Soggy black and white in CHFL is too hard to tell apart

Camouflage: Clunes and Dunnstown players are hard to tell apart at the best of times.
Camouflage: Clunes and Dunnstown players are hard to tell apart at the best of times.

SIMILAR black-and-white striped jumpers, matching black socks and wet weather footy.

Sounds like a recipe for disaster. And it is.

They’ve played in the same competition for years, but surely it’s time Dunnstown and Clunes seriously considered an alternative strip for their Central Highlands Football League bouts.

Look at the photos and make up your own mind. Ridiculous, isn’t it?

Towners coach Mick Taylor agrees.

Taylor coached from the sidelines in last Saturday’s senior match between the two sides and said it was tough going.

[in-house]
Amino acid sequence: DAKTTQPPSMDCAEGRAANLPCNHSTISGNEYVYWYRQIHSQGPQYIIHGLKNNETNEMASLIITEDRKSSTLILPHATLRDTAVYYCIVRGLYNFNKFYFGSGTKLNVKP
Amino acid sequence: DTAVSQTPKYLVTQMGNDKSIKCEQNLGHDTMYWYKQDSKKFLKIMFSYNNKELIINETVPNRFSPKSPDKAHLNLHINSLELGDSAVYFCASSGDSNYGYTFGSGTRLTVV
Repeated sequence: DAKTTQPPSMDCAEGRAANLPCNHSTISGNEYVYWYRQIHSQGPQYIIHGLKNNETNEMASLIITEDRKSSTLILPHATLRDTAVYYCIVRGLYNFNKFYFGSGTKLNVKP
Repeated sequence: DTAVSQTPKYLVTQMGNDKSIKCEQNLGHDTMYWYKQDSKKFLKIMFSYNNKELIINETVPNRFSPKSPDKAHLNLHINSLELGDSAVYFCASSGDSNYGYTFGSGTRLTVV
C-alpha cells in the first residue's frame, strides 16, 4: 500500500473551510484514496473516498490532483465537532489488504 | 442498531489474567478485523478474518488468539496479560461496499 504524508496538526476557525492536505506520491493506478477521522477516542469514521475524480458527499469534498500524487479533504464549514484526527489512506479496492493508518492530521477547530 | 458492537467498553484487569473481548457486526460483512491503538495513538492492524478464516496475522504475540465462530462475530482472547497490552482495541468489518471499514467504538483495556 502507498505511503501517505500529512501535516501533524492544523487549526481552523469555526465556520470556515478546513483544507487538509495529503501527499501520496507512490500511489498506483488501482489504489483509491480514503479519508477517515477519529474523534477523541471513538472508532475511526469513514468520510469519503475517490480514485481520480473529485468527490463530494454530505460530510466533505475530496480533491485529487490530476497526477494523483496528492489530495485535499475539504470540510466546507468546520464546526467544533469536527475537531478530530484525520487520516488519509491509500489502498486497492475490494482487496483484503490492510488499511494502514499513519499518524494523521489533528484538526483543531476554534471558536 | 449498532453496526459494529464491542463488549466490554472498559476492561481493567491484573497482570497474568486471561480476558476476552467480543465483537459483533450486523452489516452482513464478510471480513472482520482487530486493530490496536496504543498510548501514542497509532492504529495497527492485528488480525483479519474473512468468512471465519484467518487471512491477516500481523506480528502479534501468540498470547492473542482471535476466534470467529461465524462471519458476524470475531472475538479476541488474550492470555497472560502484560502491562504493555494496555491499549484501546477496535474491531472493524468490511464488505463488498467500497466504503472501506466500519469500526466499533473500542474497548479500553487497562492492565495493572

He believed there were incidents, even last year, when players had become confused.

“They are very close. I think they’re too close and there should be a clash strip,” Taylor said.

“In the heat of the moment, it’s a pretty competitive league. You want to be able to decipher teammates as best you can.”

Clunes playing coach Jason Hill also said clubs should look into a clash jumper, but didn’t believe it was a massive issue for the players.

“It doesn’t seem to be as big of an issue for the players as it is for everybody outside the oval. The spectators seem to make something of it every time we play, but there’s not been a word spoken by players about it,” Hill said.

While it’s not the only game in which there are teams playing in similar colours, Ballarat Football Umpires Association general director Rob Simmonds said the Dunnstown and Clunes clash was the worst in all of the region.

The Ballarat Football League is just one competition that makes use of alternate strips, with a handful of teams forced to wear non-traditional designs during some matches.

Simmonds said while understanding the financial burden of purchasing clash jumpers, he admitted it would make things easier for umpires, including those in goals.